Multiple Electric Onroad World Champion Naoto Matsukura has added a Nitro Touring Car World title to his tally with a very convincing performance at the 1:10 200mm World Championships in Florida. After a messy start which saw Top Qualifier Dario Balestri, Super Pole winner Robert Pietsch and reigning champion Dominic Greiner receive penalties, the Infinity driver quickly stamped his authority on the 1-hour final. By the first round of fuel stops the 200mm rookie, who stopped early at 4:30, had already pulled out over a 6-second lead and such was his lead at the mid race tyre change his crew was able to switch to 4:00 stops ensuring his massive lead was never at risk. At the end the Japanese driver becomes the 8th different World Champion of the class by almost 2-laps. Battling with Tadahiko Sahashi for second place before the Infinity driver suffered a flame out in the final minutes of the race Capricorn’s Kyle Branson would finish second with Team Shepherd’s very quick Eduardo Escandon coming through from the back of the grid to complete the podium at Homestead RC Raceway. Half a lap back Pietsch would recover from his penalty and a bad tyre stop to finish fourth ahead of Mugen team-mate Jeff Hamon, with Greiner, who got a second penalty completing the Top 6. Ending up 9-laps off the lead after running out of fuel, Balestri ended up 7th but his biggest frustration was the length the cars were held on the starting grid. He said his penalty was a result of him trying to make sure his engine didn’t cut.
‘Perfect. Perfect car, perfect speed, perfect mechanic’, was how Matsukura summed up becoming the nitro touring car World Champion at his first attempt. The former Electric Touring Car World champion, who also won that title in Florida at the nearby Kissimmee track, continued, ‘We made a really fast tyre stop and after this the gap more than a lap so I then just tried to control my race. Before we were refuelling at 4:30 but to be save we make 4-minutes’. Having led the final on his 1:8 Onroad Worlds debut in France last year, but succumbing to a flat receiver battery, he said ‘around 55-minutes I started to get nervous and starting think about things going wrong. I even asked Miura if we could go to 3:30 for the last fuel stops but he told me don’t worry. Miura and Bank did a perfect job. I also want to thank my boss Mr. Kenji and my family who all stayed in Japan to watch the race’.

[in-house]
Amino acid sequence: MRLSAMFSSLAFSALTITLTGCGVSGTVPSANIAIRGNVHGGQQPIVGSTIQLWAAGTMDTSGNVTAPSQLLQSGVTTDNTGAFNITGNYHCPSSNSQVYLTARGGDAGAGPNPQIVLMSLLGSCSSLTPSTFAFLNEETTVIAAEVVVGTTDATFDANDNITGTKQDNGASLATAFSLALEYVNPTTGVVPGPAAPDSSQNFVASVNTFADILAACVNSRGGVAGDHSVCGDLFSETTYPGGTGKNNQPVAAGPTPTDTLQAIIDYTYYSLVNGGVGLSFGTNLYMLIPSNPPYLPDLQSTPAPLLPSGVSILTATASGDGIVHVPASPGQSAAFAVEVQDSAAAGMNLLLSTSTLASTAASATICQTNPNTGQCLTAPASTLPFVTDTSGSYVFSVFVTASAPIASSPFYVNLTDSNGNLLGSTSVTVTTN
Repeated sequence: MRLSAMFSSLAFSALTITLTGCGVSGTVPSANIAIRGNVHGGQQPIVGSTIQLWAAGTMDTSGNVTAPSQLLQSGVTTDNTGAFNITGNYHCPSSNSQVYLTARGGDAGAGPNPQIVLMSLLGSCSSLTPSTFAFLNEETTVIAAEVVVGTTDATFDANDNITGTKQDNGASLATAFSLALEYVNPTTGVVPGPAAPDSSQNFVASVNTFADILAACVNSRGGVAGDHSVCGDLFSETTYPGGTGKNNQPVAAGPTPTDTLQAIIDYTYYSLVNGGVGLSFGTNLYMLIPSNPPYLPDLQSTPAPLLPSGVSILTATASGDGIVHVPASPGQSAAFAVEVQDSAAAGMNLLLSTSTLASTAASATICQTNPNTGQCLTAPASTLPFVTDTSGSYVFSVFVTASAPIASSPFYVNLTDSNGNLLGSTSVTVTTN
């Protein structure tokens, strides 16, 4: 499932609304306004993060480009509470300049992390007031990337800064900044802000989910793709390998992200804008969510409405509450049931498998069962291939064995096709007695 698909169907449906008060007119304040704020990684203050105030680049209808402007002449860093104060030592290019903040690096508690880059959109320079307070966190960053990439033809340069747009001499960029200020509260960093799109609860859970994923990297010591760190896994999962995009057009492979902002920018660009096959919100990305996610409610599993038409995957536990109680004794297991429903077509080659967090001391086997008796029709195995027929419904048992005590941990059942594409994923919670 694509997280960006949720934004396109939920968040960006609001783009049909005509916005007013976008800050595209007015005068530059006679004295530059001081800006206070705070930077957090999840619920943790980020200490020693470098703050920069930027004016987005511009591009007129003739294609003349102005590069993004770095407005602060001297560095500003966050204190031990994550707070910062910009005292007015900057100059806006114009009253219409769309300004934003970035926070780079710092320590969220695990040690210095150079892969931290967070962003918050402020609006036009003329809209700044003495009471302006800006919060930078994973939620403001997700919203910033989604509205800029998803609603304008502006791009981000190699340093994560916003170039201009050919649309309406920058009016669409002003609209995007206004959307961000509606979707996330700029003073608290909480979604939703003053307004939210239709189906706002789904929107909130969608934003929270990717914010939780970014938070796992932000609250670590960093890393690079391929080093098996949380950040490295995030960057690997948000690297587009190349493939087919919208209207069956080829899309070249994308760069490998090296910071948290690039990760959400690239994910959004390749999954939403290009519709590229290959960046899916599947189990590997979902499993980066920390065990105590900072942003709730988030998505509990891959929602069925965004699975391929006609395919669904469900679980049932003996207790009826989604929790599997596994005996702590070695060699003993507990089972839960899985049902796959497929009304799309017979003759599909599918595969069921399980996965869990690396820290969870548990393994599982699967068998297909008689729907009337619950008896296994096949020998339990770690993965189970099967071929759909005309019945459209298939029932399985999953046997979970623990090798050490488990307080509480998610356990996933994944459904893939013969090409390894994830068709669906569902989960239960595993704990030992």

Reacting to his race, having bumped up twice after starting the day in the 1/4 finals, Branson said, ‘I didn’t expect that’. The British driver continued, ‘We were all bunched up for a while at the start and I had to hold back. I didn’t want to do anything stupid so I waited for the pack to spread out. I know I had to do 2 extra (fuel) stops I think but for the final my car was perfect. I could drive it so easy. I didn’t have to push to be in the pack’. His first Worlds podium having made his first worlds final last time out, he added, ‘thanks to everyone who has helped me and congrats to Naoto. Fair play to him, he was on another level’.
‘First I have to say a massive thank you to Shepherd Micro Racing and Coten Escuderia because I am only here because of their support. Without it I would not be celebrating this podium’, said a delighted Escandon. The Spanish driver, who first made a name for himself in the ENS after joining Shepherd last season started out the day in the 1/4 finals, continued, ‘ (Takaaki) Shimo hit my car in the last lap of the Semi so we had to rebuild the car and I had to get a bodyshell from Thilo. After that my plan was to have fun with the top drivers in the World for 1-hour but when I realised I was running in the main pack I started to push and at the end I am third place. It’s amazing from where we started the week struggling to what we finished. For sure this was a team effort’.